Autumn Statement: Science gets £600m injection

Chancellor delivering Autumn Statement The Chancellor recently outlined his strategy for bolstering the UK's science base

Chancellor George Osborne has announced a £600m injection into the UK's scientific research infrastructure in his Autumn Statement.

The money is directed at eight strands of research outlined by the Chancellor in a November speech to the Royal Society.

These include synthetic biology, energy storage and advanced materials.

The commitment brings the total capital spending in science since the 2010 spending review to more than £1.5bn.

The Comprehensive Spending Review had seen the £4.6bn annual science and innovation budget ring-fenced and frozen in cash terms - effectively representing an annual cut by the rate of inflation.

But Wednesday's announcement dwarfs the £200m allocated in the 2011 Autumn Statement. It will be spent over the course of three years, with £10m, £282m and £308m annual expenditures.

It adds to the £300m commitment made at the November speech, in which the Chancellor pledged to increase the UK's spend in the space sector by £60m annually over five years.

Scientists and learned societies welcomed the news.

You can almost hear the sigh of relief from the world of British science this evening. The surprisingly large boost of £600m mostly makes up for cuts in capital spending confirmed two years ago so plans for new instruments and laboratories can now go ahead. Expect new investments in many areas notably e-infrastructure - the supercomputers that major research relies on.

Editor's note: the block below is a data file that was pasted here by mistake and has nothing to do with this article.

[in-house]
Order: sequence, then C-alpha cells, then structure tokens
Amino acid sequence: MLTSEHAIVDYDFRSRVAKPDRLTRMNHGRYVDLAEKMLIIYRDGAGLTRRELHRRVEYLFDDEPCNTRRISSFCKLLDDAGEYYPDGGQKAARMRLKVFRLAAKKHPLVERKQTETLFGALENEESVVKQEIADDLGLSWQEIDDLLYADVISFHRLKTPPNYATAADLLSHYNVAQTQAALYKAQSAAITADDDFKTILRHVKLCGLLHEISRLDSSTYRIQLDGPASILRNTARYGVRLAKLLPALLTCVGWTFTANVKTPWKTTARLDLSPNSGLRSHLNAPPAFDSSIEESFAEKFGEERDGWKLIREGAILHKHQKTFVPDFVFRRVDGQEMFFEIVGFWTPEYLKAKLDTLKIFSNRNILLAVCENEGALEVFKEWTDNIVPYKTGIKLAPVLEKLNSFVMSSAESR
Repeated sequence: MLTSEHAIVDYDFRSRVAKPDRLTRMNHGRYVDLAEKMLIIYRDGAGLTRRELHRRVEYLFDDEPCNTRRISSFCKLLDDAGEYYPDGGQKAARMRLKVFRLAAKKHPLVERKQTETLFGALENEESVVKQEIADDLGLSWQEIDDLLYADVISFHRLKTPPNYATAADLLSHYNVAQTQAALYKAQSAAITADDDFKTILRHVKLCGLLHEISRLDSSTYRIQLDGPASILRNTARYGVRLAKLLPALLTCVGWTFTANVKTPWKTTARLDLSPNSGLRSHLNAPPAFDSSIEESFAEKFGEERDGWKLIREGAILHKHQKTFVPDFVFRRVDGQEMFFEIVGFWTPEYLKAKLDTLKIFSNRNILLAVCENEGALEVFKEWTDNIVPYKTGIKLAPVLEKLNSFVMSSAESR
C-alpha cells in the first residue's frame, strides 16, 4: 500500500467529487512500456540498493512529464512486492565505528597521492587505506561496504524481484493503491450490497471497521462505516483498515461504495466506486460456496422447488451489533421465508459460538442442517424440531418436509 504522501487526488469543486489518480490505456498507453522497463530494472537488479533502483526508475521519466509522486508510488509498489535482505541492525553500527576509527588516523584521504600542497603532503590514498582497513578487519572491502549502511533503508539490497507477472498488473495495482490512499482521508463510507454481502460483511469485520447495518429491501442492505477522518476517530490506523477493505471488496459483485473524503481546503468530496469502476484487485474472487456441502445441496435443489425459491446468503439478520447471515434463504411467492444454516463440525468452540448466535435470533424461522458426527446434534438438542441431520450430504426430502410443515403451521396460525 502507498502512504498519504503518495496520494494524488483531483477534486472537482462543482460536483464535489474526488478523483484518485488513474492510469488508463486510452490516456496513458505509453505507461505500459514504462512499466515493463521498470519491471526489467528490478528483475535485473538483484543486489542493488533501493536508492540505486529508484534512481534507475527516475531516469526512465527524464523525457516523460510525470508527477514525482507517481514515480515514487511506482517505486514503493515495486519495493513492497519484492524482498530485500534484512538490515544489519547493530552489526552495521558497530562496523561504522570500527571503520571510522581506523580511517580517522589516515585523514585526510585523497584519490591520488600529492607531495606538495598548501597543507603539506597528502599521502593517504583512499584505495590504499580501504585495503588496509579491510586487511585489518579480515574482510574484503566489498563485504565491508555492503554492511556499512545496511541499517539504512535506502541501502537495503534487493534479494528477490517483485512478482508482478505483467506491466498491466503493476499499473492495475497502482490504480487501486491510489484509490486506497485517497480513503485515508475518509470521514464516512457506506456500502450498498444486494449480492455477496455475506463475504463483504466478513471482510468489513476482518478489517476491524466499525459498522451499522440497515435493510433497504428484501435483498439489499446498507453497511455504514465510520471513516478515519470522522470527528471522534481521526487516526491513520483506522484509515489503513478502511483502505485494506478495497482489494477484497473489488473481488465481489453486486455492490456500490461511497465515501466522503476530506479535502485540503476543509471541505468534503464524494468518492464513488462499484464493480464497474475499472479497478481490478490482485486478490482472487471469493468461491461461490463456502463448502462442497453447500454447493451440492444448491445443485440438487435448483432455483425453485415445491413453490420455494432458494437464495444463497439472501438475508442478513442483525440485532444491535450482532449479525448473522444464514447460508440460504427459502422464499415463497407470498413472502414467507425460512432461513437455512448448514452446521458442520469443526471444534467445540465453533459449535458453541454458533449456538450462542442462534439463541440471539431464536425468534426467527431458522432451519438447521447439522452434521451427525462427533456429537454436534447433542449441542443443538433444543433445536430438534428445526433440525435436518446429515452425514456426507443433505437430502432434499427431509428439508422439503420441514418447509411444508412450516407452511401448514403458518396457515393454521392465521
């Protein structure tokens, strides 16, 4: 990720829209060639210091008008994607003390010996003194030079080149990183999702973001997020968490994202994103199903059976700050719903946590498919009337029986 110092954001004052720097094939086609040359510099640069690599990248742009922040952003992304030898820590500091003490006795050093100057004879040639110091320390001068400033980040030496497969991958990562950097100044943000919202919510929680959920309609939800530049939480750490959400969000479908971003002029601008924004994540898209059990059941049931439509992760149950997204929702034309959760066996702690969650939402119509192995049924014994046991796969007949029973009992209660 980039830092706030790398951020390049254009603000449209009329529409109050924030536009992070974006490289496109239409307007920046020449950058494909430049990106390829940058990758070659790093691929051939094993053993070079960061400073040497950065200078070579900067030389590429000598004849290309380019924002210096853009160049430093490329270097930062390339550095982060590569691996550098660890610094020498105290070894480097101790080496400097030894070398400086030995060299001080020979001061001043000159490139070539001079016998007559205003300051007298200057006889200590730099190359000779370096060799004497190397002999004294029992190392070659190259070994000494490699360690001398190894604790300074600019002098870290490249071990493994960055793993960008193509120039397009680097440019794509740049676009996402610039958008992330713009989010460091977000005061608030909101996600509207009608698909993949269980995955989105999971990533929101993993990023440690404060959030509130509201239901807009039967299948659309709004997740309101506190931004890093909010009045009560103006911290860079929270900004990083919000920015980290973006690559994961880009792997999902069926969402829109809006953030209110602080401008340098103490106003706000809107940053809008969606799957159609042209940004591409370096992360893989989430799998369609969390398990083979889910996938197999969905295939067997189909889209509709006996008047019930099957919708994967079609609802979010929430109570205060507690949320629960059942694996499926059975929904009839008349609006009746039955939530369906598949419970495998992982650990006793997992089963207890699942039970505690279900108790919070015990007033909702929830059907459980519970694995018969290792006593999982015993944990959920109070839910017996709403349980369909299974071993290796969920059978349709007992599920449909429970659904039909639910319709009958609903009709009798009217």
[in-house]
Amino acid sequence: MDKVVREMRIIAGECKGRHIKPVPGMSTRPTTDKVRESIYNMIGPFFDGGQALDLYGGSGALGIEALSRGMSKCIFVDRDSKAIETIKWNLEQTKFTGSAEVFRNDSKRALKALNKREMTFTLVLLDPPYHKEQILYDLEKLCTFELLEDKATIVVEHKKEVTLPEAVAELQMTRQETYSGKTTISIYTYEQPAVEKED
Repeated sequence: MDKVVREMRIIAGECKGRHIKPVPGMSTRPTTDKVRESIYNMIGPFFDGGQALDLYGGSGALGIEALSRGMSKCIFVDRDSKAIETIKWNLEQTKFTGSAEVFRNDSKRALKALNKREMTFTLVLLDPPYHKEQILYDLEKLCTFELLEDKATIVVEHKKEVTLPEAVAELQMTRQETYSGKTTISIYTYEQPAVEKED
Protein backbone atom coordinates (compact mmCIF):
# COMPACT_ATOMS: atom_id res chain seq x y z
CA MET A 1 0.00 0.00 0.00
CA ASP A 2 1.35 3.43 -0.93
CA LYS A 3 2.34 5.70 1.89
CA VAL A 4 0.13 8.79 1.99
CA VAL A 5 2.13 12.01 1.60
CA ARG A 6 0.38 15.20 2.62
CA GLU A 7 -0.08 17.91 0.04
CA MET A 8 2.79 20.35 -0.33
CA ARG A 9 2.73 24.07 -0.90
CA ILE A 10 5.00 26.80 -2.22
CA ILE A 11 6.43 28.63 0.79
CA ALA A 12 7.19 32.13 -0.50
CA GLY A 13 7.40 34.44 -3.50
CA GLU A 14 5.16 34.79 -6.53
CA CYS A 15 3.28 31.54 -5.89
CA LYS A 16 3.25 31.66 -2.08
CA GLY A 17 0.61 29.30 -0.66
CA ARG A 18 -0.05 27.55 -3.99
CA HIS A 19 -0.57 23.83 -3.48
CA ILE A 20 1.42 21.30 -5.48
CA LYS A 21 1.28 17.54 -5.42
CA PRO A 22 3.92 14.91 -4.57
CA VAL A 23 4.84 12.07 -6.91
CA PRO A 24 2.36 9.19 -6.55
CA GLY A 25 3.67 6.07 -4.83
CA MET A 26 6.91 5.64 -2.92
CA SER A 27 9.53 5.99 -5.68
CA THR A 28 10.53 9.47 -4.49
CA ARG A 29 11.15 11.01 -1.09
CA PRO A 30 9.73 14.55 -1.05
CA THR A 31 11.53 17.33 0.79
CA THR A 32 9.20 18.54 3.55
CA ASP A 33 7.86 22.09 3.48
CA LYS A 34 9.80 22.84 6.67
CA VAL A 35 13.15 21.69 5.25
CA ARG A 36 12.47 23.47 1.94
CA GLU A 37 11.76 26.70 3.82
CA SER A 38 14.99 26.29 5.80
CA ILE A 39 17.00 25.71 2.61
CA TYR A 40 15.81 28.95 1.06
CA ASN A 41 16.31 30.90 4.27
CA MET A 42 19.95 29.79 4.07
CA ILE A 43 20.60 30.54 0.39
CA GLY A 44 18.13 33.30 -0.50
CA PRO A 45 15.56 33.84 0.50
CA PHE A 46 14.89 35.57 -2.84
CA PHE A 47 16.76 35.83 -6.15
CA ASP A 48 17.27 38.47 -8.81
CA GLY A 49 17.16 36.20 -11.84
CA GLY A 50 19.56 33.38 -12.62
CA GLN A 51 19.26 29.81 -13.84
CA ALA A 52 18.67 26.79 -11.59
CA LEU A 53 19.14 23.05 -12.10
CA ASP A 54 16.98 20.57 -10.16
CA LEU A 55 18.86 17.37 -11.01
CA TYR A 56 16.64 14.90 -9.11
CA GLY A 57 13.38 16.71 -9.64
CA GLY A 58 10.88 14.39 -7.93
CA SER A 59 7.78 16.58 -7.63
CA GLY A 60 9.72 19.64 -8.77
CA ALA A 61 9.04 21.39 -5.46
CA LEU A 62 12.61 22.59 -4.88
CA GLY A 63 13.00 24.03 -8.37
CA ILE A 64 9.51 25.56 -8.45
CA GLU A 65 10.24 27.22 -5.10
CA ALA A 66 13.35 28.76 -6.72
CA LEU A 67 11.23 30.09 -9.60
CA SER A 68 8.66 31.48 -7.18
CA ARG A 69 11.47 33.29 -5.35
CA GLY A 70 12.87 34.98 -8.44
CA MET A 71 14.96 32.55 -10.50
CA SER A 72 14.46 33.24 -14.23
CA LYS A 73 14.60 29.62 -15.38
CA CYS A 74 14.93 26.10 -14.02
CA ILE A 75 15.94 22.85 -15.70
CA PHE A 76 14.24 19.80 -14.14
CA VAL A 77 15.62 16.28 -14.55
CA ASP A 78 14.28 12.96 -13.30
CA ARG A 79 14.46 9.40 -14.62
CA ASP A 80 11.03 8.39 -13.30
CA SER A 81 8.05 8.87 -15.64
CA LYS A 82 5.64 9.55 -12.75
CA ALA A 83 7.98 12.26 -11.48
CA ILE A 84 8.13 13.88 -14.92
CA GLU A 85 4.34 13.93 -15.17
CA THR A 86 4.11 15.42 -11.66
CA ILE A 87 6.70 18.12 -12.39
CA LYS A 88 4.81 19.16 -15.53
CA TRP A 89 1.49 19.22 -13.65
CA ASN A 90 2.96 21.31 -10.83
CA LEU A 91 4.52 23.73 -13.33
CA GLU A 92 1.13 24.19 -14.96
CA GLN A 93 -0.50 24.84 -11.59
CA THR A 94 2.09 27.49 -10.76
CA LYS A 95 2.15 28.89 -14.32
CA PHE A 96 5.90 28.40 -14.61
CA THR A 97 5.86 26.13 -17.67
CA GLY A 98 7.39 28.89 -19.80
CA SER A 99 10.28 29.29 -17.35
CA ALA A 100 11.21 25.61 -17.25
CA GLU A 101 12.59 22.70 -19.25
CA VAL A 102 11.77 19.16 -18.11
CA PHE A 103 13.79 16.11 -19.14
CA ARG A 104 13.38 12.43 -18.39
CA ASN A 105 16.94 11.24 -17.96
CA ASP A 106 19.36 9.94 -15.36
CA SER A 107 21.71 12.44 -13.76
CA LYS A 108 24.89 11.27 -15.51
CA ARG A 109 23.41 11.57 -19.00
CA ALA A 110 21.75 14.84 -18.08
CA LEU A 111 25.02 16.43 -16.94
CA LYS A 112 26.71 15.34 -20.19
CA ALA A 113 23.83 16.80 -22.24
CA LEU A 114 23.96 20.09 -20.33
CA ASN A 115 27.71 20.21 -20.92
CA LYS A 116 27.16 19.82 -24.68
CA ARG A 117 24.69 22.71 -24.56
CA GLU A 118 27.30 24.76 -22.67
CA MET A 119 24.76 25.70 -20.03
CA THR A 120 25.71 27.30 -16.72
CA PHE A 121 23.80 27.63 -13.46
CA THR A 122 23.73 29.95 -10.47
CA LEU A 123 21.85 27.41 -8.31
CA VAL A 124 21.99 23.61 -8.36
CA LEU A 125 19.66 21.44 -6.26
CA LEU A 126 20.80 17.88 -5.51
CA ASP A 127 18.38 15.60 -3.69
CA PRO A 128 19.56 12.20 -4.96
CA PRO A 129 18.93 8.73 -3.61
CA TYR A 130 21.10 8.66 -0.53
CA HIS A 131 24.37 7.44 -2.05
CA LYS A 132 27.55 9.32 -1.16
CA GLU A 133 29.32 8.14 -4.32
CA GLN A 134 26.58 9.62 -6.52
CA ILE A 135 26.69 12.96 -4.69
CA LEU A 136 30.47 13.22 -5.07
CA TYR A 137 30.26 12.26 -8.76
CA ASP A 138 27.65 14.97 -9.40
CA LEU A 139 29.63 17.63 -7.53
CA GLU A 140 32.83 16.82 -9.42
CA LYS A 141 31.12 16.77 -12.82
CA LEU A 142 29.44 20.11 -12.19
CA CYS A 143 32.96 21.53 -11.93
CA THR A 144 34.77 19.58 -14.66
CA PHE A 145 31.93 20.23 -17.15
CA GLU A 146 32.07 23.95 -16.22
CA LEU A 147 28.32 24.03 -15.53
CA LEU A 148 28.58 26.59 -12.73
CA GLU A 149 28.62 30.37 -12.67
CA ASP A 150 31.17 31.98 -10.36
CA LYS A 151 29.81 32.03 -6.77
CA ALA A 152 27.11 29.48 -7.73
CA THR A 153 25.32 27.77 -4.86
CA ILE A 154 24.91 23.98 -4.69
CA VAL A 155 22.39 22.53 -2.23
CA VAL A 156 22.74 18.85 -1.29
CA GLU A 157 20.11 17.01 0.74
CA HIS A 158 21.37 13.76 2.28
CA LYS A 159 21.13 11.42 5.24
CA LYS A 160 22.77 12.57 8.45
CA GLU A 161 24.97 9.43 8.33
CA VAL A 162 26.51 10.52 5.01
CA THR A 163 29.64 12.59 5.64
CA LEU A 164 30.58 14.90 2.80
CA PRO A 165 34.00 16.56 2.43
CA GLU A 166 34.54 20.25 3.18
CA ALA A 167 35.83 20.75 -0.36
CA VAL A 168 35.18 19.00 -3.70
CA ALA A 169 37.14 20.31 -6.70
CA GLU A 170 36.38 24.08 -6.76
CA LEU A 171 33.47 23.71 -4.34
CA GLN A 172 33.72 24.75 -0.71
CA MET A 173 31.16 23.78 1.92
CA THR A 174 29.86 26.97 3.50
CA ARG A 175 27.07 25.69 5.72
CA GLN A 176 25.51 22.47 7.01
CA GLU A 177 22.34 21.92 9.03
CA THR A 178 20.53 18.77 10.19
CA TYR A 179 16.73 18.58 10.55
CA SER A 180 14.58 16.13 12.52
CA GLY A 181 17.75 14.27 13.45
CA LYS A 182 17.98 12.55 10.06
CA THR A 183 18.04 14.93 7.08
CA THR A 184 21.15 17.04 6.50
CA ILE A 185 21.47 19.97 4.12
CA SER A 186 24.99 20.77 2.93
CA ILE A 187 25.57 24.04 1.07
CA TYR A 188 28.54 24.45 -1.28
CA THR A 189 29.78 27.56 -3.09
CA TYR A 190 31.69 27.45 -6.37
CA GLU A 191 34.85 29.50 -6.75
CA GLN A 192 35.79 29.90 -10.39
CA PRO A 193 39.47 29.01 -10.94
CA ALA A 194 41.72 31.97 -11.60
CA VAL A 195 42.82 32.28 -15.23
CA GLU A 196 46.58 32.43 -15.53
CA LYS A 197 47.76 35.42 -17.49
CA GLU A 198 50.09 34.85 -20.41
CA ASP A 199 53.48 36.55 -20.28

Science minister David Willetts argued that science is an engine of growth and the Treasury listened. George Osborne told the Royal Society last month that he was "up for the challenge set by Brian Cox and others of making Britain the best place in the world to do science".

The government has identified eight key technologies from synthetic biology to energy storage. But so have Britain's competitors - and all too often they are the ones who have reaped the benefits of British ideas.

"It will support high-tech areas where the UK's research base and industry can gain a competitive advantage," said Science Minister David Willetts.

"This will drive growth, create the jobs of the future and help us get ahead in the global race."

President of the Royal Society, Paul Nurse, said that the new investment "will hopefully help ensure that our world-leading scientists have world-leading facilities with which to work".

"We have some way to go to match the public and private investment levels in research and development of some of our competitor economies but we have the advantage of already being truly world class in many areas of science," he said.

However, he warned against focussing disproportionately on the eight areas of excellence outlined by the Chancellor in November ("big data" computing, synthetic biology, regenerative medicine, agricultural science, energy storage, space, robotics and advanced materials including nanotechnology).

"We must also make sure that we maintain capital and other support across a broad range of science. We must not narrow our focus too much and risk sacrificing the ideas that will create growth decades from now."

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